The Lavin Agency Speakers Bureau

A speakers bureau that represents the best original thinkers,
writers, and doers for speaking engagements.

Chuck Klosterman: A “Reasonable”, “Interesting”, “Real Deal” Sports Speaker

While pop-culture satire is perhaps what Chuck Klosterman is most well-known for, he is certainly no one-trick pony. He has proven successful in his ability to both write fiction and non-fiction, covering a wide array of topics from music and society to sports and morality. Most recently, he has even expanded into the realm of advice giving, so-to-speak, with his new-found role as the Ethicist at The New York Times Magazine. “Here’s the thing, though,” Dan Kozikowski writes about Klosterman in an article in The Monarch Review. When it comes to writing and speaking about sports, “Chuck is the real deal.” In the rest of the interview, however, Kozikowski also explains how many of the author's characteristics have lent themselves perfectly to his success in various genres.

“This is a man who really, truly loves sports,” the interviewer writes, explaining how this contributes to the insightful and in-depth writing that Klosterman contributes to the sports and pop culture site Grantland. “At this point in my life,” Klosterman says in the interview, “I’m self-aware to realize that people’s affinities for a specific team, their hometown team…is the need to feel like they’re part of something bigger than themselves. But once you’re aware of that need, how can it still be there?” It is this type of deeper thinking that makes his work so fascinating, as he transcends the obvious, surface-level analysis to argue that sports is about more than just athletes playing a game—it's about the emotions and storylines that connect with passion fans everywhere. “He is a man blessed with a talent for using the extraordinarily commonplace and mundane…as a springboard to write about something that arouses curiosity on a much deeper level,” the interviewer writes. He is also an “interesting” person, the article continues, but interesting in the sense of being adept at “arousing curiosity.” This particular skill is something that he has honed in both his writing, and his entertaining and provocative keynotes.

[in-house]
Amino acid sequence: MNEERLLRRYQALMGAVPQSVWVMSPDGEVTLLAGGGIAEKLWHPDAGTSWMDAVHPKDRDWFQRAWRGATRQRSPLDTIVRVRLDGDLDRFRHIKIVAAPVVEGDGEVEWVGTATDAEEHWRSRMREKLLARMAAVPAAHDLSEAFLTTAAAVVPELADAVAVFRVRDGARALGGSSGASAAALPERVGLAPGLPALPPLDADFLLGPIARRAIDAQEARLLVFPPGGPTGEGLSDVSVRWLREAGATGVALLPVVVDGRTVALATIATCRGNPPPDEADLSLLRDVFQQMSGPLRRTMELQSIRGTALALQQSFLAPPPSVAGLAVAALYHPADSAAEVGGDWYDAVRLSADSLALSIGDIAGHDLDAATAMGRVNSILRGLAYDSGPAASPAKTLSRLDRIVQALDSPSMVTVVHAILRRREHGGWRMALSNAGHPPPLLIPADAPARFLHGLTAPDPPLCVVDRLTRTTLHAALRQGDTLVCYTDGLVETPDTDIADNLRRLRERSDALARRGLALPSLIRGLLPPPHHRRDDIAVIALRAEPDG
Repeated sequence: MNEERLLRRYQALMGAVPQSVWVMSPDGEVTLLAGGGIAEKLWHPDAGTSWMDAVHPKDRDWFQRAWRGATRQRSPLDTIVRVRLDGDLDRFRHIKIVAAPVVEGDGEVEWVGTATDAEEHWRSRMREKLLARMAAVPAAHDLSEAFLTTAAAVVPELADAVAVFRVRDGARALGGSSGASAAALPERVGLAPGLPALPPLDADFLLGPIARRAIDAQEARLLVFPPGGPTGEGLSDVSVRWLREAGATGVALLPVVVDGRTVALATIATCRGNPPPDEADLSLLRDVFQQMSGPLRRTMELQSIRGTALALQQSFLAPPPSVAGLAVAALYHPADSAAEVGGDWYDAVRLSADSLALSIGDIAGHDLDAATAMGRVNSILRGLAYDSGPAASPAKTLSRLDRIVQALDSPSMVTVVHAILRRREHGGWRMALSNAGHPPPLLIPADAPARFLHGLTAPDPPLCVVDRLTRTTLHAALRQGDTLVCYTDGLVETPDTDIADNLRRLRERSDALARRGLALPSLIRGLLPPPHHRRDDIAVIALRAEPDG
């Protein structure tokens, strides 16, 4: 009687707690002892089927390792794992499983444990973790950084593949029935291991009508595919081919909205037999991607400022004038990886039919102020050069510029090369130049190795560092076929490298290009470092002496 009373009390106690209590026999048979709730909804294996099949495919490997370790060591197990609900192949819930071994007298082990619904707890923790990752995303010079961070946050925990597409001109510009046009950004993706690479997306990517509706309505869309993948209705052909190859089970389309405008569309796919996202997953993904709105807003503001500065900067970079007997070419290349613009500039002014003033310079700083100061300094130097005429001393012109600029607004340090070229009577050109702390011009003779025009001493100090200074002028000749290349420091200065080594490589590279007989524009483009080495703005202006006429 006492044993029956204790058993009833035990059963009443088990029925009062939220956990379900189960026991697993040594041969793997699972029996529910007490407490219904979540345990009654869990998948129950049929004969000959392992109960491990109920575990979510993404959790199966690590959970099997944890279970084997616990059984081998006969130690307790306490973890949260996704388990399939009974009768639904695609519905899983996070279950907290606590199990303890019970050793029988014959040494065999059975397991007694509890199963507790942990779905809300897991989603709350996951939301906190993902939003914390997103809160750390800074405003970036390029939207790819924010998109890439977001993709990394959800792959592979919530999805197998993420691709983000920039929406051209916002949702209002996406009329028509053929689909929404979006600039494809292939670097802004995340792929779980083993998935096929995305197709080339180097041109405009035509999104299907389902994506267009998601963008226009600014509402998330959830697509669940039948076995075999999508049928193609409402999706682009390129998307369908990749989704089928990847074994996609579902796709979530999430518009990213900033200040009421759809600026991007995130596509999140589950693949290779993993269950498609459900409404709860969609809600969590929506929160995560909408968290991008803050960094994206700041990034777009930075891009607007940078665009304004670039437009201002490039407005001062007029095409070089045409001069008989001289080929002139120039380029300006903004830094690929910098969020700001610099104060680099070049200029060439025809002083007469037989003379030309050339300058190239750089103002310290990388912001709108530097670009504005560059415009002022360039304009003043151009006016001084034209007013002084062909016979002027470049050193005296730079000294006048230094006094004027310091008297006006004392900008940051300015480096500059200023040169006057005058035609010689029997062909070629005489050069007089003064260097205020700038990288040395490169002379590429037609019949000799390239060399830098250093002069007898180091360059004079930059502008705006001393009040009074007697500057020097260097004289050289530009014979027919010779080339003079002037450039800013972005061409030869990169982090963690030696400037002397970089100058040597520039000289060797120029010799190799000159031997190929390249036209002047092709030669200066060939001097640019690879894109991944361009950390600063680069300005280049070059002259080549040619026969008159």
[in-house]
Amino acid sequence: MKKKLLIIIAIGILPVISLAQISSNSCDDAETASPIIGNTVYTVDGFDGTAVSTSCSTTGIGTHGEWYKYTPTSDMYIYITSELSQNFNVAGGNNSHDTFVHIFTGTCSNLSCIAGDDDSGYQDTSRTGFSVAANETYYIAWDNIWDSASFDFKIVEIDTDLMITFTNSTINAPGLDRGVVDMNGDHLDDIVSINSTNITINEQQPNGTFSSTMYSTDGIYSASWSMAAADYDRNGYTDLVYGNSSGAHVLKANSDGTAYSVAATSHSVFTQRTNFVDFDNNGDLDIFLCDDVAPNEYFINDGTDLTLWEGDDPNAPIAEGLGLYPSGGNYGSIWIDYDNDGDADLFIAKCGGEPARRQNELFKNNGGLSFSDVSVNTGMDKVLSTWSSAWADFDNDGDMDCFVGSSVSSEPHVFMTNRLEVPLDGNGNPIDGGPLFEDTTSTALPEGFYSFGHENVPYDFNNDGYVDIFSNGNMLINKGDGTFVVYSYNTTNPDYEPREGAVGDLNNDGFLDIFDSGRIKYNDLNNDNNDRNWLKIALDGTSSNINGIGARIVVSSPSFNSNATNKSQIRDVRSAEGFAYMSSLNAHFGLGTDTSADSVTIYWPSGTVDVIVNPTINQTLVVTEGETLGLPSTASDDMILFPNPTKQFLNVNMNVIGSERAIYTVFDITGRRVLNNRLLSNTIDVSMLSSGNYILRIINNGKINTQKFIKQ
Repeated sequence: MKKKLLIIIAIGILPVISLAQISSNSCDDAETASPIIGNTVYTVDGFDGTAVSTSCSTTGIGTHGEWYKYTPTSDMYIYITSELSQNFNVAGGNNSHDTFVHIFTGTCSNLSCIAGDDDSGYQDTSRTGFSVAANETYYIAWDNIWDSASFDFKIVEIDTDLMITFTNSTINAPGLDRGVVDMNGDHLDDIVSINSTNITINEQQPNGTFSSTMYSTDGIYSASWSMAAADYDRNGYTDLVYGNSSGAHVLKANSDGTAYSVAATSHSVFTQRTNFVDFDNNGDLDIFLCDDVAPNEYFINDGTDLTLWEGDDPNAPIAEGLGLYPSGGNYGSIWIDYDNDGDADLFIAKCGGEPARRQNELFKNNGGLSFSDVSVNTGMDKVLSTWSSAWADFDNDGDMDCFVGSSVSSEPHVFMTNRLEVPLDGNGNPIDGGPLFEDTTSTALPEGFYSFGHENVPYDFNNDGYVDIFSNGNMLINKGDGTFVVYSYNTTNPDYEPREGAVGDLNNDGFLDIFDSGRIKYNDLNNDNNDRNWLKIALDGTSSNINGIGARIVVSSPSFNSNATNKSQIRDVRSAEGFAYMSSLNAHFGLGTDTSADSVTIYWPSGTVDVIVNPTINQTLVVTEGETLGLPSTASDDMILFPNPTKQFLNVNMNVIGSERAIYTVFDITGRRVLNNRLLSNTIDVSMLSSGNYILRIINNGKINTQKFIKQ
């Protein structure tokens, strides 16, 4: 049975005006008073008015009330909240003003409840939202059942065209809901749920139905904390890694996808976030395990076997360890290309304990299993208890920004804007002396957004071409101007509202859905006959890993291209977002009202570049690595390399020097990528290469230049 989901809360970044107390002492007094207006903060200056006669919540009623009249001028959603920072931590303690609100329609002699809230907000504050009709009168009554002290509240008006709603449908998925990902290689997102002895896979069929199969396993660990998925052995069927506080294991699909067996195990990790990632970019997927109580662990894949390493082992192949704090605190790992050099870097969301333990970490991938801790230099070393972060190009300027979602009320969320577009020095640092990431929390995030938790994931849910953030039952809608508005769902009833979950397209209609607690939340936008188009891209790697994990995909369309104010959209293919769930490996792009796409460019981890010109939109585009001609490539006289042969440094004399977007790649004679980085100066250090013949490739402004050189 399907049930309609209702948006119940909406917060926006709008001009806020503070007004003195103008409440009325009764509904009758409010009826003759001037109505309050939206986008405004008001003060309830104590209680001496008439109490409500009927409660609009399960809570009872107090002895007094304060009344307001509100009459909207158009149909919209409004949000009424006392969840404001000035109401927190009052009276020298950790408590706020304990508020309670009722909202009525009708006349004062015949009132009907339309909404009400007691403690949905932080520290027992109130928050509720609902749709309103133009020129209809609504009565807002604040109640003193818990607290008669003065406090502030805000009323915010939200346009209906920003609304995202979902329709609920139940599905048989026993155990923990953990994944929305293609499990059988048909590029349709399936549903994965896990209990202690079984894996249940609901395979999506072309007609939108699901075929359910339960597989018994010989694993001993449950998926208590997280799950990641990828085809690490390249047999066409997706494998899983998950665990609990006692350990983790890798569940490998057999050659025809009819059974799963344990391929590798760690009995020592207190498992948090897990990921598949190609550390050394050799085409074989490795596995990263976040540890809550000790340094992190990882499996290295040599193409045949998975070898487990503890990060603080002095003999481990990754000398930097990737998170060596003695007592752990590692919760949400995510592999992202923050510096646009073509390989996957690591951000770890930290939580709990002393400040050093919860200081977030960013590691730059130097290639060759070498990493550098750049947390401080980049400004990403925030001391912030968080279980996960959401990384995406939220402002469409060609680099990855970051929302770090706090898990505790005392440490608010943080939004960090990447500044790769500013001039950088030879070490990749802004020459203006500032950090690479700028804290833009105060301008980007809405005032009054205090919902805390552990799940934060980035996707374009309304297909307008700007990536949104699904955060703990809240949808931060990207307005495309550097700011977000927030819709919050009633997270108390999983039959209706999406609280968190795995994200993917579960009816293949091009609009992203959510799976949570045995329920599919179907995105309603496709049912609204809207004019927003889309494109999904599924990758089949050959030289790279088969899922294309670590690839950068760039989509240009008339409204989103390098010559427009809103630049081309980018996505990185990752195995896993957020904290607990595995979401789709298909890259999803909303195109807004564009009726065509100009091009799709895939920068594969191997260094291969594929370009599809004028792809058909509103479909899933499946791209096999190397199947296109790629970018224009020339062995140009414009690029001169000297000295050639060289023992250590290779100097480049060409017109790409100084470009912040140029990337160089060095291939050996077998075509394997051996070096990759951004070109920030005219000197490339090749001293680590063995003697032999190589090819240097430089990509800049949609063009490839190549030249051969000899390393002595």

Finally, the interview describes Klosterman as “being in accordance with reason.” His ability to apply the “tools of reason” to any argument or theory makes him ideal at providing ethical guidance to NYT Magazine readers. With a new book, I Wear the Black Hat: Grappling with Villains (Real and Imagined), forthcoming next year, it seems like Klosterman has no plans of slowing down any time soon.